- The Washington Times - Saturday, September 14, 2002

Confronted by parched lawns and withered fields, few Americans will be surprised to learn that the summer of 2002 was hotter and drier than normal.
For the record, the National Climatic Data Center reported yesterday that June through August was the warmest summer since the 1930s and drought affected about half the country.
The average temperature for the 48 contiguous states this summer was 73.9 degrees.
That's 1.8 degrees warmer than normal and the third-hottest on record. Warmest was 1936 and second was 1934.
The report comes just a day after the National Weather Service forecast continuing dry conditions for much of the country through winter. Only the southern tier of states are expected to be wetter than normal.
The data center, part of the National Oceanic and Atmospheric Administration, said no state was significantly colder than normal in summer and many were much warmer than average.
There was much-below-average rainfall in 29 states while the only wetter-than-average states were Wisconsin, Minnesota, Iowa and North Dakota, plus parts of Texas and Florida.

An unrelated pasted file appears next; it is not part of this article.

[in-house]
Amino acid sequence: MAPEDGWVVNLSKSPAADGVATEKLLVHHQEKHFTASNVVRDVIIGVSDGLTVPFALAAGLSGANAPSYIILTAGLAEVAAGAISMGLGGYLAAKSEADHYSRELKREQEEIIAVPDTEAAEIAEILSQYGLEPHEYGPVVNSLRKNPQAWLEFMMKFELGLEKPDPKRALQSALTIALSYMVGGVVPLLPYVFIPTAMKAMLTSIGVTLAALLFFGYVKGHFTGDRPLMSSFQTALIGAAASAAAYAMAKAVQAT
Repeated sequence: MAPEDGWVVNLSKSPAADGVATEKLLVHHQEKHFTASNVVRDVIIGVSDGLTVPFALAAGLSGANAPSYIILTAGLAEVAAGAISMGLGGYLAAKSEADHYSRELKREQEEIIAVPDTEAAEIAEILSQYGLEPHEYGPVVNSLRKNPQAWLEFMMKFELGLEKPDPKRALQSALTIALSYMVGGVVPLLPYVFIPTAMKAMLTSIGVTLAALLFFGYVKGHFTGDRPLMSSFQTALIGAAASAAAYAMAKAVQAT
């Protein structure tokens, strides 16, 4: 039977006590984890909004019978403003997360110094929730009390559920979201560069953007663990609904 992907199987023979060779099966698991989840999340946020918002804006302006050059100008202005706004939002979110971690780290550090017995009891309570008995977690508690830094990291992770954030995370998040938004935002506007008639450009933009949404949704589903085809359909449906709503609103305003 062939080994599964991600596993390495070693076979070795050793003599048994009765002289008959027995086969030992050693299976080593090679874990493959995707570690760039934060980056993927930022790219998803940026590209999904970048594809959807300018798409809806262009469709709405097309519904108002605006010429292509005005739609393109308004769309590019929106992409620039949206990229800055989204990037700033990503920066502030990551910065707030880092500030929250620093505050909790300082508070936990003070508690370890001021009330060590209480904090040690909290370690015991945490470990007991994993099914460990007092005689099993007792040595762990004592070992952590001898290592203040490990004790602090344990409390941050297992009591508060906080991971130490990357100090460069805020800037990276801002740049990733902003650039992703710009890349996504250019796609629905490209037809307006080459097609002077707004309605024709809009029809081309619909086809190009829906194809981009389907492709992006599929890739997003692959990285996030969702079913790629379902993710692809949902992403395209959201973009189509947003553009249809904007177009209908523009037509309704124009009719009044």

Heavy rainfall eased drought but led to severe flooding in southern and central Texas in early July with damage estimates reported as high as $1 billion. Strong thunderstorms also brought widespread flooding to western Minnesota and North Dakota and resulted in hundreds of millions of dollars in damage in crop losses in June.
In many areas, the drought extends back years. Indeed, the 12 months that ended with August were the driest on record for six states North Carolina, Virginia, Colorado, Utah, Arizona and Nevada. It was the second-driest 12 months in South Carolina, Georgia, Maryland, Delaware and Wyoming.
The Climate Center said there was some drought relief in the Northeast during the spring and early summer, but a return to below-average rainfall during July and August led to worsening drought there.

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